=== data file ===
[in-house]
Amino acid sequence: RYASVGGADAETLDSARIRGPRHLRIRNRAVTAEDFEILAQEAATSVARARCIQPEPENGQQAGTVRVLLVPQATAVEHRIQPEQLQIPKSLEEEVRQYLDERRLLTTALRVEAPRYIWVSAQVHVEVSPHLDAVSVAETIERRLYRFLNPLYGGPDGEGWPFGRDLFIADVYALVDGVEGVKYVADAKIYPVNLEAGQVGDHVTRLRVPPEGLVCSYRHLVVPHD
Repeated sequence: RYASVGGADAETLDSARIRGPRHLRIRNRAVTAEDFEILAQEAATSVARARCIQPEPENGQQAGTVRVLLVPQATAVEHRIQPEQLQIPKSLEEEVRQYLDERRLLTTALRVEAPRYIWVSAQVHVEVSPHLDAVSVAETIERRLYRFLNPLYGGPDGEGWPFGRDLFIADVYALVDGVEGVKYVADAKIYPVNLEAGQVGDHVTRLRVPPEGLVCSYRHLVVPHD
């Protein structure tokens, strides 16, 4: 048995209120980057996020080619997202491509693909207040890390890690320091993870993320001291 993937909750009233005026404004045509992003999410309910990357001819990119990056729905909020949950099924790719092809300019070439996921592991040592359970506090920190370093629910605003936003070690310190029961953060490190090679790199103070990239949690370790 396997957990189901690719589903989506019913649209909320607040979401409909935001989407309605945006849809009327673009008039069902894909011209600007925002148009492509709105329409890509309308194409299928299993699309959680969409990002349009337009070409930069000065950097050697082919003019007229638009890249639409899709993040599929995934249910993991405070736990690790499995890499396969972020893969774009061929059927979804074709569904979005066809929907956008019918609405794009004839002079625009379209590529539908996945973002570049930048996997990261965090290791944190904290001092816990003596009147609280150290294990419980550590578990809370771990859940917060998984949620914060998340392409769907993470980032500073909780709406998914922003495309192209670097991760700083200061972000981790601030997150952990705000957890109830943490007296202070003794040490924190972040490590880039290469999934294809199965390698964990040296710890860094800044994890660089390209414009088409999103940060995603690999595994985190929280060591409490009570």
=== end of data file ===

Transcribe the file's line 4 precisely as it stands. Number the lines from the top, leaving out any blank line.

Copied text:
């Protein structure tokens, strides 16, 4: 048995209120980057996020080619997202491509693909207040890390890690320091993870993320001291 993937909750009233005026404004045509992003999410309910990357001819990119990056729905909020949950099924790719092809300019070439996921592991040592359970506090920190370093629910605003936003070690310190029961953060490190090679790199103070990239949690370790 396997957990189901690719589903989506019913649209909320607040979401409909935001989407309605945006849809009327673009008039069902894909011209600007925002148009492509709105329409890509309308194409299928299993699309959680969409990002349009337009070409930069000065950097050697082919003019007229638009890249639409899709993040599929995934249910993991405070736990690790499995890499396969972020893969774009061929059927979804074709569904979005066809929907956008019918609405794009004839002079625009379209590529539908996945973002570049930048996997990261965090290791944190904290001092816990003596009147609280150290294990419980550590578990809370771990859940917060998984949620914060998340392409769907993470980032500073909780709406998914922003495309192209670097991760700083200061972000981790601030997150952990705000957890109830943490007296202070003794040490924190972040490590880039290469999934294809199965390698964990040296710890860094800044994890660089390209414009088409999103940060995603690999595994985190929280060591409490009570």